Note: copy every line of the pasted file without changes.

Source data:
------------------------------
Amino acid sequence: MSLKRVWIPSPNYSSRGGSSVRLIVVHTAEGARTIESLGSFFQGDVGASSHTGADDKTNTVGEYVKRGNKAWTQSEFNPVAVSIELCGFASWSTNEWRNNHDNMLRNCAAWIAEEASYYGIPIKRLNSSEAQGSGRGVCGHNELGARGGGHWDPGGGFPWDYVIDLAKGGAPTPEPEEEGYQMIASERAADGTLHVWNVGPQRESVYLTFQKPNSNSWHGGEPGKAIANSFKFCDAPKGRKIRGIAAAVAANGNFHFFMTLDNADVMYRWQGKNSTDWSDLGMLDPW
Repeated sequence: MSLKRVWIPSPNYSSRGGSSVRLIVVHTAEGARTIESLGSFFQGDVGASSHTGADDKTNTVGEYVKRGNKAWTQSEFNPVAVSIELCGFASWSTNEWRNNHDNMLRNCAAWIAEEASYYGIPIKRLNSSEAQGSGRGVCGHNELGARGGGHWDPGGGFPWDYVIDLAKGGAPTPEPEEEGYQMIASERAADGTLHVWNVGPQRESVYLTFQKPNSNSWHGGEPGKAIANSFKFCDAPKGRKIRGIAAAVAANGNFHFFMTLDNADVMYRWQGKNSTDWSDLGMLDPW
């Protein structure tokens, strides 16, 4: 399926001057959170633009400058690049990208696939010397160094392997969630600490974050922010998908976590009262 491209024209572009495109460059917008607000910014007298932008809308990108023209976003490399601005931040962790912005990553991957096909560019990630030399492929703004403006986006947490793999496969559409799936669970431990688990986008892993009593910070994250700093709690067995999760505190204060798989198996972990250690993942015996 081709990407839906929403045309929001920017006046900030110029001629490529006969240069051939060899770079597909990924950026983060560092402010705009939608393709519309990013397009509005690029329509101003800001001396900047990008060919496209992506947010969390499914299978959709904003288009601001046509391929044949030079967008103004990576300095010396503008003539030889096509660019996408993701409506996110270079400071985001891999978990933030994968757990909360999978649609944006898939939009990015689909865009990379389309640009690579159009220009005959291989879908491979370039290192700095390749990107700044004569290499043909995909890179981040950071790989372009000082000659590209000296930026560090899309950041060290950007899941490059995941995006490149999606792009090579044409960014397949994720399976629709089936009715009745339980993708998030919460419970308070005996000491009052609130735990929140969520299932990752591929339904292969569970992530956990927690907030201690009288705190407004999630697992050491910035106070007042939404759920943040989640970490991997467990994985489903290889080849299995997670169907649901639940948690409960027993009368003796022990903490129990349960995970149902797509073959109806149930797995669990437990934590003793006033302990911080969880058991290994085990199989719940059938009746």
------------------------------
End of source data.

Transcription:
Amino acid sequence: MSLKRVWIPSPNYSSRGGSSVRLIVVHTAEGARTIESLGSFFQGDVGASSHTGADDKTNTVGEYVKRGNKAWTQSEFNPVAVSIELCGFASWSTNEWRNNHDNMLRNCAAWIAEEASYYGIPIKRLNSSEAQGSGRGVCGHNELGARGGGHWDPGGGFPWDYVIDLAKGGAPTPEPEEEGYQMIASERAADGTLHVWNVGPQRESVYLTFQKPNSNSWHGGEPGKAIANSFKFCDAPKGRKIRGIAAAVAANGNFHFFMTLDNADVMYRWQGKNSTDWSDLGMLDPW
Repeated sequence: MSLKRVWIPSPNYSSRGGSSVRLIVVHTAEGARTIESLGSFFQGDVGASSHTGADDKTNTVGEYVKRGNKAWTQSEFNPVAVSIELCGFASWSTNEWRNNHDNMLRNCAAWIAEEASYYGIPIKRLNSSEAQGSGRGVCGHNELGARGGGHWDPGGGFPWDYVIDLAKGGAPTPEPEEEGYQMIASERAADGTLHVWNVGPQRESVYLTFQKPNSNSWHGGEPGKAIANSFKFCDAPKGRKIRGIAAAVAANGNFHFFMTLDNADVMYRWQGKNSTDWSDLGMLDPW
């Protein structure tokens, strides 16, 4: 399926001057959170633009400058690049990208696939010397160094392997969630600490974050922010998908976590009262 491209024209572009495109460059917008607000910014007298932008809308990108023209976003490399601005931040962790912005990553991957096909560019990630030399492929703004403006986006947490793999496969559409799936669970431990688990986008892993009593910070994250700093709690067995999760505190204060798989198996972990250690993942015996 081709990407839906929403045309929001920017006046900030110029001629490529006969240069051939060899770079597909990924950026983060560092402010705009939608393709519309990013397009509005690029329509101003800001001396900047990008060919496209992506947010969390499914299978959709904003288009601001046509391929044949030079967008103004990576300095010396503008003539030889096509660019996408993701409506996110270079400071985001891999978990933030994968757990909360999978649609944006898939939009990015689909865009990379389309640009690579159009220009005959291989879908491979370039290192700095390749990107700044004569290499043909995909890179981040950071790989372009000082000659590209000296930026560090899309950041060290950007899941490059995941995006490149999606792009090579044409960014397949994720399976629709089936009715009745339980993708998030919460419970308070005996000491009052609130735990929140969520299932990752591929339904292969569970992530956990927690907030201690009288705190407004999630697992050491910035106070007042939404759920943040989640970490991997467990994985489903290889080849299995997670169907649901639940948690409960027993009368003796022990903490129990349960995970149902797509073959109806149930797995669990437990934590003793006033302990911080969880058991290994085990199989719940059938009746």